This week has been a tough one for me, both as a fan of comics & science fiction AND as a professional writer. See, for the last few days, comic book readers have been debating DC Comics’ hiring of Orson Scott Card to write a Superman story for their Digital First initiative. Card is best known for writing “Ender’s Game” the Hugo Award winning science fiction novel and one of my all-time favorite books.
So what’s the problem, you ask? Well, it just so happens that Orson Scott Card is vehemently homophobic and has campaigned against marriage equality. Now, I had always heard rumblings of Card’s politics in the past, but dismissed them because I feel that you have the right to believe whatever you want, express whatever opinion you have, as long as it doesn’t infringe on the rights of others. It wouldn't be until I started looking more closely that it became evident Card was using his influence as a popular writer to do just that. To discover someone I admired was oppressing others and speaking out against equality for a minority was disappointing to say the least.
And now he was going to write Superman? That’s something that I have a hard time reconciling. Superman has always been about “Truth and Justice,” and the philosophies that Card espouses are antithetical to that. How can I - in good conscience - support someone who is now on the forefront of the Anti-LGBT movement? I view it the same as denying rights to people of color or religion. To me there is no difference.
I’ve been struggling with this. And reading the message boards on comic book media sites doesn't help much since the discourse often degenerates into angry insults and flame wars that do nothing but obfuscate the issue.
I got a bit of cheer when I came across a Facebook post by another one of my favorite science fiction writers, David Gerrold. For those who don't know of him, Gerrold first came to prominence when he served as a writer for the classic Star Trek television series. He wrote “The Trouble with Tribbles,” one of the series’ most beloved episodes. He's also the author of my favorite sci-fi series “The War Against the Ch’torr.” It should also be noted that Gerrold is openly gay. I've long admired him and wondered where he stood on this issue. This is what he had to say about Orson Scott Card:
DC Comics has hired Orson Scott Card to write the first issue of a new Superman book.
Because Card is on the board of directors for the National Organization of Marriage (an organization that wants to keep gay people from marrying) and because he has written some very aggressive anti-gay screeds, many LGBT (and straight) fans of Superman are outraged. There is even an online petition asking DC to drop Card. (There is also a petition to SUPPORT him. - Elliott)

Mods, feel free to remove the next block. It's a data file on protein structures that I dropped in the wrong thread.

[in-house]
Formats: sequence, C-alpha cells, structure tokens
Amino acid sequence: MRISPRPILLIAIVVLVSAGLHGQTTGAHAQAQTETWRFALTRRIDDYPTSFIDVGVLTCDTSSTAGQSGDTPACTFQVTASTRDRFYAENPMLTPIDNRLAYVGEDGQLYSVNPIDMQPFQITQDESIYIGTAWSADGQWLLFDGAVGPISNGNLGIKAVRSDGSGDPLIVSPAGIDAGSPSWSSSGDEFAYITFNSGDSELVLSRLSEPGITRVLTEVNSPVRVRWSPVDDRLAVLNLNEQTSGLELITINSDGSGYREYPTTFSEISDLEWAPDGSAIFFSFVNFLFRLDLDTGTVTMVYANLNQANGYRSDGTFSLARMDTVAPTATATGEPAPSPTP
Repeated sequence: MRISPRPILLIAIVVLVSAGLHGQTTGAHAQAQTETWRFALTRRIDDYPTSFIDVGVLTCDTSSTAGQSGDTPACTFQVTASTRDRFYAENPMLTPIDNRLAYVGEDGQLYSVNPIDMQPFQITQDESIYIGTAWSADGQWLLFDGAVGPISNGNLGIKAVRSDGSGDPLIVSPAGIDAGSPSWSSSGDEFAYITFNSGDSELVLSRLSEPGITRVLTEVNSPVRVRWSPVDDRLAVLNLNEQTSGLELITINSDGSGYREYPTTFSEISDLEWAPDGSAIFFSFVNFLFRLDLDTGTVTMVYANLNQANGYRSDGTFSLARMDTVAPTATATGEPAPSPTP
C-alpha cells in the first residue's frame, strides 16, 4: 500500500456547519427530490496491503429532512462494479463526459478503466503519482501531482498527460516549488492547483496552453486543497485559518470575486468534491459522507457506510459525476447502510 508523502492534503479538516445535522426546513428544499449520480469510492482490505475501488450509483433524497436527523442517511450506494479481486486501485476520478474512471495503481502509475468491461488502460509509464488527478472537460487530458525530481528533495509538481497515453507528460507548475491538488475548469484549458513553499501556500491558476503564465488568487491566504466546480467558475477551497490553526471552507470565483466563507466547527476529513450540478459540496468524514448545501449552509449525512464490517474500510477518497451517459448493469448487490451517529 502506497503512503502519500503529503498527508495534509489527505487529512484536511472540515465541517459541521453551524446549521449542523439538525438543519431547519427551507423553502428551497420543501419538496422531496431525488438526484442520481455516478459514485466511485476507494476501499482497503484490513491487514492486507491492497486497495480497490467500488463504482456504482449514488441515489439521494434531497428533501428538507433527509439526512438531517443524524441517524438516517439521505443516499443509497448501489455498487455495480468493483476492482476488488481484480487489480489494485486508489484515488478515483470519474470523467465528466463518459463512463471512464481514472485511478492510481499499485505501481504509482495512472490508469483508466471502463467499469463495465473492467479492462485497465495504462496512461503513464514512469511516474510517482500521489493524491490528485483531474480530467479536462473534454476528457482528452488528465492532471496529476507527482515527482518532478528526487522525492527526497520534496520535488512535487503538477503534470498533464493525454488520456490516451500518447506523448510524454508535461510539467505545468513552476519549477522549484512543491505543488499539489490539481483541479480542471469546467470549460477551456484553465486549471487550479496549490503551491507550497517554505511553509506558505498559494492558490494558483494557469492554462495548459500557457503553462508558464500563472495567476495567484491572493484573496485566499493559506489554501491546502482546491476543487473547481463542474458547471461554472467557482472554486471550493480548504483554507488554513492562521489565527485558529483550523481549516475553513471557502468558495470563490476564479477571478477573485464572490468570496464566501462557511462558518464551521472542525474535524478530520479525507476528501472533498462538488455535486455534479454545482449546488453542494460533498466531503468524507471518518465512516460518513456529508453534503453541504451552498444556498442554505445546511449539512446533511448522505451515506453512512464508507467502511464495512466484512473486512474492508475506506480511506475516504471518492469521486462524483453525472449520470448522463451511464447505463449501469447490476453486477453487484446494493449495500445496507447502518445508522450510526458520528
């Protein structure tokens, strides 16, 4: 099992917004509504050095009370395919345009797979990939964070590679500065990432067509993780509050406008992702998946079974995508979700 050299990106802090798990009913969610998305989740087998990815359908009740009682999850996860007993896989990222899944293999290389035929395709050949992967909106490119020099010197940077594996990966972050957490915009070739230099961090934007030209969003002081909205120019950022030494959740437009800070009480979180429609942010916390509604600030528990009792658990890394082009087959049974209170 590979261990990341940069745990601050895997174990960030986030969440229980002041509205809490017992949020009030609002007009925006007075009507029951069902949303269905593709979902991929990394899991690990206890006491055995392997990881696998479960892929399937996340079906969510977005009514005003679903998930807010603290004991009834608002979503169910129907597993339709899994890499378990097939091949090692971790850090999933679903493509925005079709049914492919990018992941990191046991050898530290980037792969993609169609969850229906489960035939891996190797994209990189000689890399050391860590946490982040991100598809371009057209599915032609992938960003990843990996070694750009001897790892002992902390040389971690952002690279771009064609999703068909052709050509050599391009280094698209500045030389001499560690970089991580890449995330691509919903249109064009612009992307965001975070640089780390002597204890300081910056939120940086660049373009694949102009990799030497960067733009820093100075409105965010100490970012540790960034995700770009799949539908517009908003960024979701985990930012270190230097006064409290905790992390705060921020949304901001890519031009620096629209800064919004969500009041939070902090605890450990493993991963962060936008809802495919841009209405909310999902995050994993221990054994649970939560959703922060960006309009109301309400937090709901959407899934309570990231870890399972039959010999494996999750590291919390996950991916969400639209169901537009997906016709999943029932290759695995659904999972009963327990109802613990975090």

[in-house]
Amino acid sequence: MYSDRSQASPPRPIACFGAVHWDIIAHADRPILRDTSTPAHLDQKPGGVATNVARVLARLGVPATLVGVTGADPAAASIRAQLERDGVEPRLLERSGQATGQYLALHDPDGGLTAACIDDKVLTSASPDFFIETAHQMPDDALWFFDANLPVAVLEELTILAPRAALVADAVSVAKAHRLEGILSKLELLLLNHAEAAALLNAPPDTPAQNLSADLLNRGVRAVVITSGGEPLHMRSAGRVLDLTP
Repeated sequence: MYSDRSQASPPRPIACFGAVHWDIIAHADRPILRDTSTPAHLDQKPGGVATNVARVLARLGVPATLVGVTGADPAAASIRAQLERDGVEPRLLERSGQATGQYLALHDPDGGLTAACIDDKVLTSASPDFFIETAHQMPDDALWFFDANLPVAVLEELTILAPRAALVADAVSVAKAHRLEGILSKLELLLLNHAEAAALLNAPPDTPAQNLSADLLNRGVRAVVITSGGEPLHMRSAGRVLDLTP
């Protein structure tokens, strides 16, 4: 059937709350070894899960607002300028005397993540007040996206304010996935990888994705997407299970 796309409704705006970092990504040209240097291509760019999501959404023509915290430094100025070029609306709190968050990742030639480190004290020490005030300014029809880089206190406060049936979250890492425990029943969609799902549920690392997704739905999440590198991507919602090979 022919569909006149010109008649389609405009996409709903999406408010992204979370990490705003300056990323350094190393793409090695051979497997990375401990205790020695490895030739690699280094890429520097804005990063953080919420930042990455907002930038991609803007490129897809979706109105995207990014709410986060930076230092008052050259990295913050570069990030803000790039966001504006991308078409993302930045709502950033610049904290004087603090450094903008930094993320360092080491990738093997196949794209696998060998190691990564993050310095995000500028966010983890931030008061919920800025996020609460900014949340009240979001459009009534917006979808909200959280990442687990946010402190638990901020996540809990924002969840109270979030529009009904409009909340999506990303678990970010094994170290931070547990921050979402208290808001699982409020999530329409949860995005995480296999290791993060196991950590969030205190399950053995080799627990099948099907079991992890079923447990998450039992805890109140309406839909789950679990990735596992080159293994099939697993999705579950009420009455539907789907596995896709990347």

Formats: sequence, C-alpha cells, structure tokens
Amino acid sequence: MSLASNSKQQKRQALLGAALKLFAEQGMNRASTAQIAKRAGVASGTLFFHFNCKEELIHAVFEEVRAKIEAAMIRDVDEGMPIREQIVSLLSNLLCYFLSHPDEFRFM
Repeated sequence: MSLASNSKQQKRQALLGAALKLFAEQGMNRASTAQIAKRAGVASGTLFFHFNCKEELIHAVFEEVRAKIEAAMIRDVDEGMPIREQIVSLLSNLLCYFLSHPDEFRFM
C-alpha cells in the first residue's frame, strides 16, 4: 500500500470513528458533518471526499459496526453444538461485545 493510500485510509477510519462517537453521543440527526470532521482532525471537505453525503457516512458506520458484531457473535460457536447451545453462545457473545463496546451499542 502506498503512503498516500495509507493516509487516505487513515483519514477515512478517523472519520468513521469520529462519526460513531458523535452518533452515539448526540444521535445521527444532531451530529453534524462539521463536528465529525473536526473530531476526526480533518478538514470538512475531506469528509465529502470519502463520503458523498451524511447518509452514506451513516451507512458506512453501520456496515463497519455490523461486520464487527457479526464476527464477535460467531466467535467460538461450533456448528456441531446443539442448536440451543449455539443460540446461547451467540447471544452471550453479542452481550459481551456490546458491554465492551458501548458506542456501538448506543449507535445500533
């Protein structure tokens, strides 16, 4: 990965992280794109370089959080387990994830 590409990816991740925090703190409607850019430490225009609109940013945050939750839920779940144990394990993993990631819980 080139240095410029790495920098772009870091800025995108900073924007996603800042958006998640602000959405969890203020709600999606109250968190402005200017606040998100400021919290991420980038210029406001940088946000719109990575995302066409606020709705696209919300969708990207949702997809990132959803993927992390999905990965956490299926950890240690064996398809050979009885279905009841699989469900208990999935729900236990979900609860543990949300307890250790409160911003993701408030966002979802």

DC has replied:
“As content creators we steadfastly support freedom of expression, however the personal views of individuals associated with DC Comics are just that — personal views — and not those of the company itself.”
They are correct. As much as I disagree with Card's position on homosexual relationships, I do not feel he should be penalized for his political views. It would be as wrong as an anti-gay group petitioning a publisher not to publish a book of mine because I am gay. It would be censorship based on enmity. No one should be penalized for their political views, no matter how egregious any of us might judge those views.
It is our responsibility as rational people to engage in reasonable and rational discourse on difficult issues. It is only when people actively work to hurt others that we have a responsibility to halt or prevent that harm. But we are never justified in penalizing each other based on beliefs. If it's wrong in one direction, it's wrong in the other direction.
Let me say it in the clear. I despise Card's position on marriage equality -- but I do not despise Card. He is an intelligent man and a gifted storyteller. As an American citizen, protected by the US Constitution, he is entitled to freedom of expression, freedom of worship, freedom to publish, etc. That I disagree (aggressively) with what he has said does not give me license to demand that his rights be infringed or that his ability to find work be compromised. I expect the same respect in return.
I do not expect that Card's political beliefs will be part of his Superman story. That's not Superman and I think Card understands that. And the good folks at DC likely understand that too. I hope he writes a good story. I also hope that someday he will recognize that some of the things he has said, some of the things he has advocated, are simply not in keeping with Jesus' commandment that we love one another.